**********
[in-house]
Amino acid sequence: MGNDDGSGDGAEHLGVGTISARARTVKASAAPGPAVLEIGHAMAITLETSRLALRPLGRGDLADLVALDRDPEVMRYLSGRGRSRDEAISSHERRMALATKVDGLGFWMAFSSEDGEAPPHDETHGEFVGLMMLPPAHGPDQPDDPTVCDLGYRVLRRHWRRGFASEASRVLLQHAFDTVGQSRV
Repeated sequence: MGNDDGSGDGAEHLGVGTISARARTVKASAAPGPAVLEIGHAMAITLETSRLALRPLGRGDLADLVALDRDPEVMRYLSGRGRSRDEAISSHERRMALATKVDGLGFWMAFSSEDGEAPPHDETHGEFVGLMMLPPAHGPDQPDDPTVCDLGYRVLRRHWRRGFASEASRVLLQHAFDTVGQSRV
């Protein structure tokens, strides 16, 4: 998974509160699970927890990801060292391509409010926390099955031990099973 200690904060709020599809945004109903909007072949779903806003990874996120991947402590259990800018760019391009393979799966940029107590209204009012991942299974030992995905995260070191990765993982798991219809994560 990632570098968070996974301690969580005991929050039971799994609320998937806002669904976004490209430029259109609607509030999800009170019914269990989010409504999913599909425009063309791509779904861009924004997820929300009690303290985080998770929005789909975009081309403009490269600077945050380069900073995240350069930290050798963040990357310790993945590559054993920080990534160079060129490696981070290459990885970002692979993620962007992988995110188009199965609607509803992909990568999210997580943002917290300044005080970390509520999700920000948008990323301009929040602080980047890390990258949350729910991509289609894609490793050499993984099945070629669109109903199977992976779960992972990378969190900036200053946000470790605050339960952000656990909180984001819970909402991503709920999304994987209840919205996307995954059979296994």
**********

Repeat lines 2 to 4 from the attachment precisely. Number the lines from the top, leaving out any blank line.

Amino acid sequence: MGNDDGSGDGAEHLGVGTISARARTVKASAAPGPAVLEIGHAMAITLETSRLALRPLGRGDLADLVALDRDPEVMRYLSGRGRSRDEAISSHERRMALATKVDGLGFWMAFSSEDGEAPPHDETHGEFVGLMMLPPAHGPDQPDDPTVCDLGYRVLRRHWRRGFASEASRVLLQHAFDTVGQSRV
Repeated sequence: MGNDDGSGDGAEHLGVGTISARARTVKASAAPGPAVLEIGHAMAITLETSRLALRPLGRGDLADLVALDRDPEVMRYLSGRGRSRDEAISSHERRMALATKVDGLGFWMAFSSEDGEAPPHDETHGEFVGLMMLPPAHGPDQPDDPTVCDLGYRVLRRHWRRGFASEASRVLLQHAFDTVGQSRV
């Protein structure tokens, strides 16, 4: 998974509160699970927890990801060292391509409010926390099955031990099973 200690904060709020599809945004109903909007072949779903806003990874996120991947402590259990800018760019391009393979799966940029107590209204009012991942299974030992995905995260070191990765993982798991219809994560 990632570098968070996974301690969580005991929050039971799994609320998937806002669904976004490209430029259109609607509030999800009170019914269990989010409504999913599909425009063309791509779904861009924004997820929300009690303290985080998770929005789909975009081309403009490269600077945050380069900073995240350069930290050798963040990357310790993945590559054993920080990534160079060129490696981070290459990885970002692979993620962007992988995110188009199965609607509803992909990568999210997580943002917290300044005080970390509520999700920000948008990323301009929040602080980047890390990258949350729910991509289609894609490793050499993984099945070629669109109903199977992976779960992972990378969190900036200053946000470790605050339960952000656990909180984001819970909402991503709920999304994987209840919205996307995954059979296994």